H-1B visas: Not always a magic bullet for employers

Workstations in Delhi, India.

Satya Polavarapu is CEO of eVantage.

David Rutchik is a partner at Pace Harmon.

The immigration overhaul currently under debate in the Senate calls for increasing the number of so-called H-1B visas for highly skilled immigrant workers. Last April, companies -- particularly tech companies -- filed applications so fast they hit the annual H-1B quota of 65,000 in a matter of days. The Senate immigration bill looks to almost double that number. Companies contend the visas allow them to hire workers they say are hard to find in the U.S. But the visas are not always a magic bullet for employers. 

eVantage Technologies is a small consulting and software company in New Jersey. The company uses H-1B visas, when it needs highly specialized tech workers it says it can’t find in the U.S. Usually the process goes off without a hitch. But, about 10 percent of the time, there’s a problem -- a big problem. The person hired doesn’t show up, which leaves eVantage CEO Satya Polavarapu shaking his head.

“'Where is this person?'" he wonders. "Sometimes when we send emails or try to call them, there would be no response.”

Deadlines on important projects have to be pushed back because of no-shows. And Polavarapu  loses the thousands of dollars he spent hiring the H-1 B worker.

“Six thousand dollars in direct costs,” he says.

The costs of H-1 B visa filing fees and attorney's fees. Polavarapu never finds out what happened to the H-1 B worker he hired.  But chances are, the person is working for another U.S. tech company. Some foreign workers with very specialized skills apply for more than one H-1 B visa job. They get a number of offers and never contact the companies they reject.

“It’s a burden," he says. "Also, it makes you rethink your strategy.”

Polavarapu’s strategy now? He does all interviews in person or on Skype to try to get to know the people he’s hiring. But also because of another H-1B problem: The ringer. I’m talking about an imposter. Somebody who’s highly qualified, who does an interview on behalf of an H-1B job applicant who’s not qualified and is often overseas. The ringer wows the interviewer and the unqualified applicant is hired.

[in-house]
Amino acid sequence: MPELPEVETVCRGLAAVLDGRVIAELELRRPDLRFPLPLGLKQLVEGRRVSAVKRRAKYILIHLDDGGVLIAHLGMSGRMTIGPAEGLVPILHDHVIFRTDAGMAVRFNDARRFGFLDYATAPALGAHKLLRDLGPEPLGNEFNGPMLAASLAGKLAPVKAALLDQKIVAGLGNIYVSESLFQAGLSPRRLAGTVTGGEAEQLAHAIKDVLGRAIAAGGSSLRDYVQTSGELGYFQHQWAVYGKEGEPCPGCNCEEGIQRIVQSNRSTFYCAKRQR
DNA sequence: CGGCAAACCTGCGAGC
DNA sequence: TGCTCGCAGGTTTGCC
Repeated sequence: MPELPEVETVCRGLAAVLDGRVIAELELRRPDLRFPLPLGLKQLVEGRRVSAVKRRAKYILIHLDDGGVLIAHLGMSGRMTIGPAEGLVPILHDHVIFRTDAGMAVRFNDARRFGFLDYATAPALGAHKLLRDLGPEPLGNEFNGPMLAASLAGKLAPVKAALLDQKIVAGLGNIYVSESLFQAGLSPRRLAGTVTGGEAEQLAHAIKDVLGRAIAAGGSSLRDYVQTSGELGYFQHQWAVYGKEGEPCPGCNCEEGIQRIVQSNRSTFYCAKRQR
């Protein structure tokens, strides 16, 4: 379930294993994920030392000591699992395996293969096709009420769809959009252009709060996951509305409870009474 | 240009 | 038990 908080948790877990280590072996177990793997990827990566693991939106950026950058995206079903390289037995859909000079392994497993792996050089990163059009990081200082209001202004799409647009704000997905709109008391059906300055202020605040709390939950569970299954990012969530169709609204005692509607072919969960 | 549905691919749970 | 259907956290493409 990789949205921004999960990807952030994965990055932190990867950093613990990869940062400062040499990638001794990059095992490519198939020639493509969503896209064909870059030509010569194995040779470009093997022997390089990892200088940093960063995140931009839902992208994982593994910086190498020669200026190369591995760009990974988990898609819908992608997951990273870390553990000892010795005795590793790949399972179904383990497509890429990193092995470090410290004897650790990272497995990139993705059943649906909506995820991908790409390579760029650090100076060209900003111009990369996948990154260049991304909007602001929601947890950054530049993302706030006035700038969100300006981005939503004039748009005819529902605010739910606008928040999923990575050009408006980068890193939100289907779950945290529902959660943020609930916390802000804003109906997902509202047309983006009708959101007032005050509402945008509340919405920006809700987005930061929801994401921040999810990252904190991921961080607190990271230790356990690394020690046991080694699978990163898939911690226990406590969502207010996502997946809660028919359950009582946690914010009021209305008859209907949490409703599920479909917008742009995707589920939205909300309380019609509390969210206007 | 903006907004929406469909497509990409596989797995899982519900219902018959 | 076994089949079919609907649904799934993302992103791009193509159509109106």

It happened to Kevin Raffay, a contract programmer who helps staff up projects for tech companies. He interviewed a ringer and told his boss -- hire that guy! He was surprised when a very inexperienced programmer showed up.

“The candidate that I recommended had good communication skills and was technically sound," he says. "This person had very poor communication skills and was very junior as far as his technical capabilities.”

Now, Raffay stresses this happened at the height of the dot-com boom, before Skype, a time when most interviews were done over the phone. Ringers were a lot more common then, but they’re still out there.  Just Google “proxy interviewer” if you want to find one. Raffay says some even advertise -- and set a price.

“'I’ll take your interview for $30.' You know, you’re talking about a half hour of time to answer some questions for somebody who’s not able to answer them,” he says.

These reports of H-1B visa fraud are starting to get the attention of bigger companies. David Rutchik is a partner at Pace Harmon, a large, outsourcing advisory firm just outside Washington. He tells clients looking to hire an H-1B visa worker: “You want to do everything you can do. You want to validate. You want to get all the transcripts. You want to check references. You know, if you don’t have a rigorous hiring process, shame on you. You put yourself at risk by not doing so.”

Rutchik has also noticed that the government is making employers jump through more hoops to get an H-1B visa. Possibly, he says, to prevent fraud.

About the author

Nancy Marshall-Genzer is a senior reporter for Marketplace based in Washington, D.C. covering daily news.

Satya Polavarapu is CEO of eVantage.

David Rutchik is a partner at Pace Harmon.

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